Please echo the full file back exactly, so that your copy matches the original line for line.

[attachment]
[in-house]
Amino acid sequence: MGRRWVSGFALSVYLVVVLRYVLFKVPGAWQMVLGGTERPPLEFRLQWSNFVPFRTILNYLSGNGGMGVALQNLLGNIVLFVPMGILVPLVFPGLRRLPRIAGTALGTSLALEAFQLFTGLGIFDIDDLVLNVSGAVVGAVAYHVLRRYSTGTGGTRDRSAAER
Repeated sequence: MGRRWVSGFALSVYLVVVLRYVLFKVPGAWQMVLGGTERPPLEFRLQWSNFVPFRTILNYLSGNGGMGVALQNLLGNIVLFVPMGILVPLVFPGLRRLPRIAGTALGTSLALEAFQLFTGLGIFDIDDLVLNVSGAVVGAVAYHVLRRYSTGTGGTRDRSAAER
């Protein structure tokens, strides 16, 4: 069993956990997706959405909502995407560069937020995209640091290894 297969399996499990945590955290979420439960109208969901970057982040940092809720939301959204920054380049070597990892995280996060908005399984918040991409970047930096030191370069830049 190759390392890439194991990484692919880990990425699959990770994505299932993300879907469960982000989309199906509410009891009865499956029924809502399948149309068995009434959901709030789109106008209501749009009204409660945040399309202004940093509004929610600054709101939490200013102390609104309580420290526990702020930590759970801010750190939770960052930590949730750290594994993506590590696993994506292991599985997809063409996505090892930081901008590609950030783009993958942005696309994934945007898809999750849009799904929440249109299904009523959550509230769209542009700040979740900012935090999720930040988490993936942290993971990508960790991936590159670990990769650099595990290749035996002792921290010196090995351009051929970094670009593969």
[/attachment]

[in-house]
Amino acid sequence: MGRRWVSGFALSVYLVVVLRYVLFKVPGAWQMVLGGTERPPLEFRLQWSNFVPFRTILNYLSGNGGMGVALQNLLGNIVLFVPMGILVPLVFPGLRRLPRIAGTALGTSLALEAFQLFTGLGIFDIDDLVLNVSGAVVGAVAYHVLRRYSTGTGGTRDRSAAER
Repeated sequence: MGRRWVSGFALSVYLVVVLRYVLFKVPGAWQMVLGGTERPPLEFRLQWSNFVPFRTILNYLSGNGGMGVALQNLLGNIVLFVPMGILVPLVFPGLRRLPRIAGTALGTSLALEAFQLFTGLGIFDIDDLVLNVSGAVVGAVAYHVLRRYSTGTGGTRDRSAAER
């Protein structure tokens, strides 16, 4: 069993956990997706959405909502995407560069937020995209640091290894 297969399996499990945590955290979420439960109208969901970057982040940092809720939301959204920054380049070597990892995280996060908005399984918040991409970047930096030191370069830049 190759390392890439194991990484692919880990990425699959990770994505299932993300879907469960982000989309199906509410009891009865499956029924809502399948149309068995009434959901709030789109106008209501749009009204409660945040399309202004940093509004929610600054709101939490200013102390609104309580420290526990702020930590759970801010750190939770960052930590949730750290594994993506590590696993994506292991599985997809063409996505090892930081901008590609950030783009993958942005696309994934945007898809999750849009799904929440249109299904009523959550509230769209542009700040979740900012935090999720930040988490993936942290993971990508960790991936590159670990990769650099595990290749035996002792921290010196090995351009051929970094670009593969």